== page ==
# Pass By Reference vs. Pass By Value

## Reference Variables

• A reference variable is a nickname, or alias, for some other variable
• To delare a reference variable, we use the unary operator &
```  int n = 5;          // this declares a variable, n
int & r = n;        // this declares r as a reference to n
```
In this example, r is now a reference to n. (They are both referring to the SAME storage location in memory).
• To declare a reference variable, add the & operator after the type
• Here is a small example program that illustrates a reference variable
• Note:  The notation can become confusing when different sources place the & differently.  The following three declarations are equivalent:
```  int &r = n;
int& r = n;
int & r = n;
```
The spacing between the "int" and the "r" is irrelevant. All three of these declare r as a reference variable that refers to n.

## WHY???!

• While the above code example shows what a reference variable is, you will not likely use it this way!
• In this example, the regular variable and the reference are in the same scope, so it seems silly. ("Why do I need to call it r when I can call it x ?")
• So when are references useful? When the two variables are in different scopes (this means functions!)

## Pass By Value

• Recall that the variables in the formal parameter list are always local variables of a function
• Consider this example program
• The Twice function takes two integer parameters, and multiplies each by 2.
• Note that the original variables passed into the function from main() are not affected by the function call
• The local parameters a and b are copies of the original data sent in on the call
• This is known as Pass By Value - function parameters receive copies of the data sent in.
``` void Func1(int x, double y)
{
x = 12;		// these lines will not affect the caller
y = 20.5;		//  they change LOCAL variables x and y
}
```
• In the function above, any int and double r-values may be sent in
```  int num = 5;
double avg = 10.7;
Func1(num, avg);		// legal
Func1(4, 10.6);		// legal
Func1(num + 6, avg - 10.6);	// legal
```

## Pass By Reference

• In this version of the example, the Twice function looks like this:
```  void Twice(int& a, int& b)
{
a *= 2;
b *= 2;
}
```
• Note that when it is run, the variables passed into Twice from the main() function DO get changed by the function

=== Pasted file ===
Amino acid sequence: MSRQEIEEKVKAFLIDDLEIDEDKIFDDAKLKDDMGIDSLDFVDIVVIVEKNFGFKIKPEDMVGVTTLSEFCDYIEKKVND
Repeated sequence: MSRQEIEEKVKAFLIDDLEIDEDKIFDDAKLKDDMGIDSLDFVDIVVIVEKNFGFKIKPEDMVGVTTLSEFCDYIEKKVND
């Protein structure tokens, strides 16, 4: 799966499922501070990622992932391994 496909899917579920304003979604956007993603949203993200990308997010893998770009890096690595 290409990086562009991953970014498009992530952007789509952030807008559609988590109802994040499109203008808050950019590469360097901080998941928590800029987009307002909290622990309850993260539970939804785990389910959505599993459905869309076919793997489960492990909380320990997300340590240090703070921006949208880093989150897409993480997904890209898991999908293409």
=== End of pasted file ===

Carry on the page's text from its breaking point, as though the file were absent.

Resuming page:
• The parameters a and b are still local to the function, but they are reference variables (i.e. nicknames to the original variables passed in (x and y))

• When reference variables are used as formal parameters, this is known as Pass By Reference
```  void Func2(int& x, double& y)
{
x = 12;		// these WILL affect the original arguments
y = 20.5;
}
```
• When a function expects strict reference types in the parameter list, an L-value (i.e. a variable, or storage location) must be passed in
```  int num;
double avg;
Func2(num, avg);		// legal
Func2(4, 10.6);		// NOT legal
Func2(num + 6, avg - 10.6);	// NOT legal
```
• Note: This also works the same for return types. A return by value means a copy will be made. A reference return type sends back a reference to the original.
```  int Task1(int x, double y);	// uses return by value
int& Task2(int x, double y);  // uses return by reference
```
This is a trickier situation than reference parameters (which we will not see in detail right now).

## Comparing: Value vs. Reference

• Pass By Value
• The local parameters are copies of the original arguments passed in
• Changes made in the function to these variables do not affect originals
• Pass By Reference
• The local parameters are references to the storage locations of the original arguments passed in.
• Changes to these variables in the function will affect the originals
• No copy is made, so overhead of copying (time, storage) is saved

## const Reference Parameters:

• The keyword const can be used on reference parameters.
```  void Func3(const int& x);	// pass by const reference
```
This will prevent x from being changed in the function body

• General format
```  const typeName & variableName
```
This establishes variableName as a reference to a location that cannot be changed through the use of variableName.
• This would be used to avoid the overhead of making a copy (especially of a large item), but still prevent the data from being changed
• Since the compiler will guarantee that the parameter value cannot change, it IS legal to pass in any R-value in this case:
```  int num = 5;
Func3(num);		// legal
Func3(10);		// legal
Func3(num + 50);	// legal
```
• Code example illustrating a function with a const reference parameter